[Table of Contents] [Search]

[Date Prev][Date Next][Thread Prev][Thread Next][Date Index][Thread Index]

Re: The danger of Long-S's (not for the over-sensitive)

At 12:03 PM 4/3/98 -0500, you wrote:
>  All this reminds me of a related problem usually encountered at
>tourist shopping areas in signs for such things as "Ye Olde Tea Shoppe",
>etc.  Old English, Middle English, and all English in between never had
>a definite article "ye" what it had was the old Germanic runic letter
>thorn, pronounced "th", which looked something like our modern letter p
>as used in the Old English definite article "pa".   In written form the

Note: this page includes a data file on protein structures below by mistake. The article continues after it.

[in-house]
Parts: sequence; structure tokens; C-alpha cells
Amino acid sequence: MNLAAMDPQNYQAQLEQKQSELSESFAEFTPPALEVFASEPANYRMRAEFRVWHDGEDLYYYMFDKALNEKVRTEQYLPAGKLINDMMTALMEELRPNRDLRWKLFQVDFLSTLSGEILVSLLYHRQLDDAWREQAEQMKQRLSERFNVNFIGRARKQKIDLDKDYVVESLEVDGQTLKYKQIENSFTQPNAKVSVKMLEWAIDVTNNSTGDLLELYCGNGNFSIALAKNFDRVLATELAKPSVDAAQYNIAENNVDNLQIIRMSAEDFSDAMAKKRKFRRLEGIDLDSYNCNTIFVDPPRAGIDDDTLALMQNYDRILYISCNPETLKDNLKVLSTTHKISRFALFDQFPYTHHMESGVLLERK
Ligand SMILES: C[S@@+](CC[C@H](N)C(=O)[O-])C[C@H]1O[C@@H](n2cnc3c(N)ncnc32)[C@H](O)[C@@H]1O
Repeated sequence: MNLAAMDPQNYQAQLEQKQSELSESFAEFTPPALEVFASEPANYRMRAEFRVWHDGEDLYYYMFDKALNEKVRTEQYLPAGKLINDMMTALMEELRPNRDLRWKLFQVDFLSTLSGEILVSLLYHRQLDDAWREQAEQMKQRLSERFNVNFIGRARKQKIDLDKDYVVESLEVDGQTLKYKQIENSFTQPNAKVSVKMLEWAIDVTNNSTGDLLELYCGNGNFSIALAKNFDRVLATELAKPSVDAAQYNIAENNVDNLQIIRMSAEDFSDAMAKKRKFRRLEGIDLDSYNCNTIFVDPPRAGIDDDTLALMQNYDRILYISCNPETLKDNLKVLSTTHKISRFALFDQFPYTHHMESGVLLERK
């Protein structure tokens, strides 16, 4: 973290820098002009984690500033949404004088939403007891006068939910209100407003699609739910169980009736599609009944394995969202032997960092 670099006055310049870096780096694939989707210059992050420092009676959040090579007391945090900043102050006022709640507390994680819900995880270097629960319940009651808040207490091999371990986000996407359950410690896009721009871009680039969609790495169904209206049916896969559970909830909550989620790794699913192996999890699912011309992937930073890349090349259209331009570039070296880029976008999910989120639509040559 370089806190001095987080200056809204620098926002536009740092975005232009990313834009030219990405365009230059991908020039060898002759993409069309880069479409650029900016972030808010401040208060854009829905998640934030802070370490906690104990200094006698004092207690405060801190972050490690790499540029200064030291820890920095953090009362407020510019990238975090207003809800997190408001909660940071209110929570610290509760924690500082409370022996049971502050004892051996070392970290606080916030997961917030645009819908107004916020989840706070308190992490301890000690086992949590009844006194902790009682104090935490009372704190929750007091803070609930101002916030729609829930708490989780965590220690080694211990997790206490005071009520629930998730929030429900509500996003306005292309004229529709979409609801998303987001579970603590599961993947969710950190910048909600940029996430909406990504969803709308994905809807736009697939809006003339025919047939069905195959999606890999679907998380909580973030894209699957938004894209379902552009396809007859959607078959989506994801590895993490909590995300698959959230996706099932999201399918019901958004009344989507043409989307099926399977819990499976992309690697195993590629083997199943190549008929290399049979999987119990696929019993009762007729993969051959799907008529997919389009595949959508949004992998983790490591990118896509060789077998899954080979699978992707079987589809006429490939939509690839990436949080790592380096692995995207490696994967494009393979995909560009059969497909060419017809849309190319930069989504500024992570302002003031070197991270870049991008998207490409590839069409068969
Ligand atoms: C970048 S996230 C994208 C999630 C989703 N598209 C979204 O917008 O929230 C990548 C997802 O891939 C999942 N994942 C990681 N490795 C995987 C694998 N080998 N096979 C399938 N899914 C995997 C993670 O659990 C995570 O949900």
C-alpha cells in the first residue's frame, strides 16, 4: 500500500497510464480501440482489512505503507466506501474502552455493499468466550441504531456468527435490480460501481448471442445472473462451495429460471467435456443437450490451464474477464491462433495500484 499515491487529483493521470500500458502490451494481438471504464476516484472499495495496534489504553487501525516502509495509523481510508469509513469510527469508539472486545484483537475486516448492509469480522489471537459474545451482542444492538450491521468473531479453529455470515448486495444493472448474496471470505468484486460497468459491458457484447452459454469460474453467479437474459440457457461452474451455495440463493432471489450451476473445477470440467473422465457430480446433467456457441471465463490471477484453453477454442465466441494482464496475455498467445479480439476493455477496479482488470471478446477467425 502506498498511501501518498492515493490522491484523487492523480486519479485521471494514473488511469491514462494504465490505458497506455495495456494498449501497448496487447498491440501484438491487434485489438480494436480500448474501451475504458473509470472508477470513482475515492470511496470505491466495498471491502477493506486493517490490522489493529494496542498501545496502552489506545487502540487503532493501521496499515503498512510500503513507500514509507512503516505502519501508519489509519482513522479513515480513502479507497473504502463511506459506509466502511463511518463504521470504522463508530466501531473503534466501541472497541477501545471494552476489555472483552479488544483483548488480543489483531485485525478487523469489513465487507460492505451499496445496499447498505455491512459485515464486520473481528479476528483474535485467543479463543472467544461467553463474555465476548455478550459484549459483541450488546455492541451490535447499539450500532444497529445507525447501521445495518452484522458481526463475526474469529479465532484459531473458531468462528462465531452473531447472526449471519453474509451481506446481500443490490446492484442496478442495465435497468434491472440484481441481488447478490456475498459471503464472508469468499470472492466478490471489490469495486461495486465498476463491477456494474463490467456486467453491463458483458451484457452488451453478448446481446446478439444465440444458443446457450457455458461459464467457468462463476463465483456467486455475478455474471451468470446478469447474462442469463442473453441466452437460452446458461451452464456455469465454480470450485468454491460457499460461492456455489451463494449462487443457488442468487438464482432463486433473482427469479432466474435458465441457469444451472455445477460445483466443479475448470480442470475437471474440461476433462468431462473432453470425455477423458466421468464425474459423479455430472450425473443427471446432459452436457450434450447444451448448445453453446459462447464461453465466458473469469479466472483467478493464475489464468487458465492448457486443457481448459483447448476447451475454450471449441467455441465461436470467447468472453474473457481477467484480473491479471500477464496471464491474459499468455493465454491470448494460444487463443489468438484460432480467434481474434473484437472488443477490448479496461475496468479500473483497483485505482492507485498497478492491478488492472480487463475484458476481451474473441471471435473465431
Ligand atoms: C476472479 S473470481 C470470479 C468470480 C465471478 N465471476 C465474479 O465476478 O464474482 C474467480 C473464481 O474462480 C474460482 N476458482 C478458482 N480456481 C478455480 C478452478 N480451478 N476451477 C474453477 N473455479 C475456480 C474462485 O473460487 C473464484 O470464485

>top of the p tended not to get closed, making it look like y.  The rest
>we know.

Fascinating, Dorothy.  I never knew that. What you say (and where you are)
reminds me that legal language was "translated" from law French or Latin
into English, sometimes with strange result.  "Know all men by these
presents," with which deeds and other similar instruments traditionally
begin, before translation read "Know all men present and future."  Someone
translated it poorly and it stuck even though it makes no sense.

  You are right, Sam.  We
>should stick to corn (soft corn of course).

What Samuel J had to say about corn was that in Scotland it is eaten by
humans; in England it is fed to cattle.  We Presbyterians ignore him.


Sam Lanham (slanham@xxxxxxxx)

[Subject index] [Index for current month] [Table of Contents] [Search]